I’ve got to make sure I maintain a good balance between client work and my own writing projects. One of the reasons behind the move to Korea was to give ourselves the time and opportunity to build a stable of online businesses to generate passive income without the pressure of financial overheads. I want to finish writing my novel and create more things like templates and eBooks for my business. If I give all of my creative energy to my clients, what’s the point?

I said ‘no’ to a lead that came through my copywriting website last week and handballed it to a colleague. While part of me hates the thought of saying no, it was a relief knowing what’s on my books. I’m getting more comfortable with the idea of saying no, or no, not right now. This is a very different situation to where I was this time last year and I’m happy to see my little business growing steadily.

What I mean when I talk about online business and passive income streams

For those of you curious about what I mean when I talk about online businesses and generating passive income online, this is what it is:

  • Creating ‘niche’ websites where we write carefully researched and crafted, in-depth articles about specific topics and monetise it through affiliate or commission sales with programs such as Amazon. We do keyword research to find keywords with a high monthly search volume, low competition, and buyer intent. We review products and encourage people to check out the product on Amazon (for example). If they buy it (or any other product), we make a commission from that sale.
  • Creating ‘drop shipping’ eCommerce stores (like our wallpaper store www.silkinteriors.com.au) where we find physical products to sell, but we don’t hold the stock ourselves. We sell the products on behalf of a wholesaler who takes care of the fulfilment side and ships the product directly to our customer.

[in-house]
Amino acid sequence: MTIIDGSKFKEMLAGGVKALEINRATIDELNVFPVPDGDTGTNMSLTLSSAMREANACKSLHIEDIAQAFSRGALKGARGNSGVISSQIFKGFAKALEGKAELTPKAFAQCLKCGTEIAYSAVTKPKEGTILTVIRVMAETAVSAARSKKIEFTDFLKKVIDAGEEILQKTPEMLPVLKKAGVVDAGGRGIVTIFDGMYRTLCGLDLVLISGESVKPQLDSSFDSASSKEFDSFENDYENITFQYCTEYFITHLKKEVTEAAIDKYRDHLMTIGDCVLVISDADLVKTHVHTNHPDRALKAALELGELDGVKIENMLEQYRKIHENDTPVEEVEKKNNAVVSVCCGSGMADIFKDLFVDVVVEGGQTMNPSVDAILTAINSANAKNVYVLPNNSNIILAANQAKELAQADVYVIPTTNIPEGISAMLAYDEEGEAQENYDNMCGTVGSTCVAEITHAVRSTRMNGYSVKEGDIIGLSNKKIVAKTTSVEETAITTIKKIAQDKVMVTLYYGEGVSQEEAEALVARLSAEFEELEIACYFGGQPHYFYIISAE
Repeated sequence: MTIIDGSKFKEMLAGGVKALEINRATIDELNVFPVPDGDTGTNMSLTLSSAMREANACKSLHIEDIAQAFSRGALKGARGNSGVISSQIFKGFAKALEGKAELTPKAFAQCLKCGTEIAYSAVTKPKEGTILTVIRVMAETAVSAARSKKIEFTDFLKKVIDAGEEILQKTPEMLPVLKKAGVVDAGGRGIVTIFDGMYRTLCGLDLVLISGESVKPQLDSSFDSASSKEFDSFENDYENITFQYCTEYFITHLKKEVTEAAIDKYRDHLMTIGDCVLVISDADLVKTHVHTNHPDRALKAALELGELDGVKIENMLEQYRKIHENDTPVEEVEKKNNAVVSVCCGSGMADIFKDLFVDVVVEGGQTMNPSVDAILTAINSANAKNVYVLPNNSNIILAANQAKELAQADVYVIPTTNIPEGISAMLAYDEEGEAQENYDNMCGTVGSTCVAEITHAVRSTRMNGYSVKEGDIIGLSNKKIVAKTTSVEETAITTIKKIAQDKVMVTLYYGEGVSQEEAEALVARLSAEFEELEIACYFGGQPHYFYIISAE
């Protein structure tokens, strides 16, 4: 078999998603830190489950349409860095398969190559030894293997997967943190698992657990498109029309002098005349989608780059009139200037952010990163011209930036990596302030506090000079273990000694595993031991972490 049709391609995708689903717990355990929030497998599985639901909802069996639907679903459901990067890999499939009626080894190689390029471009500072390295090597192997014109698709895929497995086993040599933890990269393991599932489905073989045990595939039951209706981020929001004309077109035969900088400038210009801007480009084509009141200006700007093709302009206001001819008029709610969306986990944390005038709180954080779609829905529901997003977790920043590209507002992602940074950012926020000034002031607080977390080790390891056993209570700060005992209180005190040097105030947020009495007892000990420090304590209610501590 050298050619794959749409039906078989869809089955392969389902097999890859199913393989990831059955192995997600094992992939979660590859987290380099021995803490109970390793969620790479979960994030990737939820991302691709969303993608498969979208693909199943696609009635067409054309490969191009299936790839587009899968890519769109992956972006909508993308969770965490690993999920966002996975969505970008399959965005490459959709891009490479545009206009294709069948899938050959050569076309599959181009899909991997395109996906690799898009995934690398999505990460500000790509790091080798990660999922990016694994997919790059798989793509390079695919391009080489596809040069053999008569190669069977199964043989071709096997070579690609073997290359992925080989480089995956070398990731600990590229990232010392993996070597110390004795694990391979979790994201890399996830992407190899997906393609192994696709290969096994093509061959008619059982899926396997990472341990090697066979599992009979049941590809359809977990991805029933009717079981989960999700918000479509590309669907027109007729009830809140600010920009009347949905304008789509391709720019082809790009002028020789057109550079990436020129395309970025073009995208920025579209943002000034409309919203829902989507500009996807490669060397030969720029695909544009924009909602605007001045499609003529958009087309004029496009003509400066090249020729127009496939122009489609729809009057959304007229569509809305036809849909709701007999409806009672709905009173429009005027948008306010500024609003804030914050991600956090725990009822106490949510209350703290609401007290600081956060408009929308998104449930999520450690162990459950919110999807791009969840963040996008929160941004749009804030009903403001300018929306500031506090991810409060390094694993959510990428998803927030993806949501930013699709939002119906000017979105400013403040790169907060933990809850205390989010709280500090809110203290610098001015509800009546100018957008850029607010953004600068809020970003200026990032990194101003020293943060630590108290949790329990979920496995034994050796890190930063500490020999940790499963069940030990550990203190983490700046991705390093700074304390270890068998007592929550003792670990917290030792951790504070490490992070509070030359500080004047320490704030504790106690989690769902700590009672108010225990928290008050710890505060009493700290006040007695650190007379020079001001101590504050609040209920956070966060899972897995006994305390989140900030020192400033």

• Using the drop shipping model but for services instead of products. For example, finding translators, website and app developers, and search engine optimisation (SEO) experts in Korea who can provide these services for western companies wanting to grow their export market and develop an online presence in Korea.  TJ’s working on finding the right companies to partner with.
  • Creating eCourses, templates, and eBooks around writing skills and creativity to sell via this website.

Silk Interiors has been TJ’s focus. We sold 17 rolls and a sample this month, which is lot more than we’ve sold in the past six months! It’s not huge money, but this online business made about $500 this month. I don’t expect to replicate that again anytime soon because one transaction alone was 15 rolls.

With our niche sites and Silk Interiors, we’d love to see a ten-fold increase in income within the next 12 months. It’s a stretch goal, but I’d rather fall short and still earn thousands in passive income than not give it a red hot go at all.

Visiting Melbourne

The Monsta and I are travelling solo *gulp* to Melbourne and we arrive on Friday the 26th of May. I am catching up with family and as many friends as possible, though shifting project goal posts means I won’t have as much free time as I had hoped and I’ll probably have to work through. We fly back on Wednesday, June 7th.

I’m also hosting my third ‘The Great Melbourne Blog-in’ on Saturday the 27th of May. I can’t wait. I’ve got a stellar line up of guest speakers willing to share their knowledge with the Melbourne blogging community. I’d love to see this concept take off nationally with others hosting blog-ins in their cities. It’s booked out, but I’m running wait list, so let me know if you’d like to come (it’s free).

The Great Melbourne Blog-in on Saturday May 27 2017

In the meantime, I’ll keep an eye on the canaries and hope they continue to sing their sweet song.

Why I love the sweet sound of Korean canaries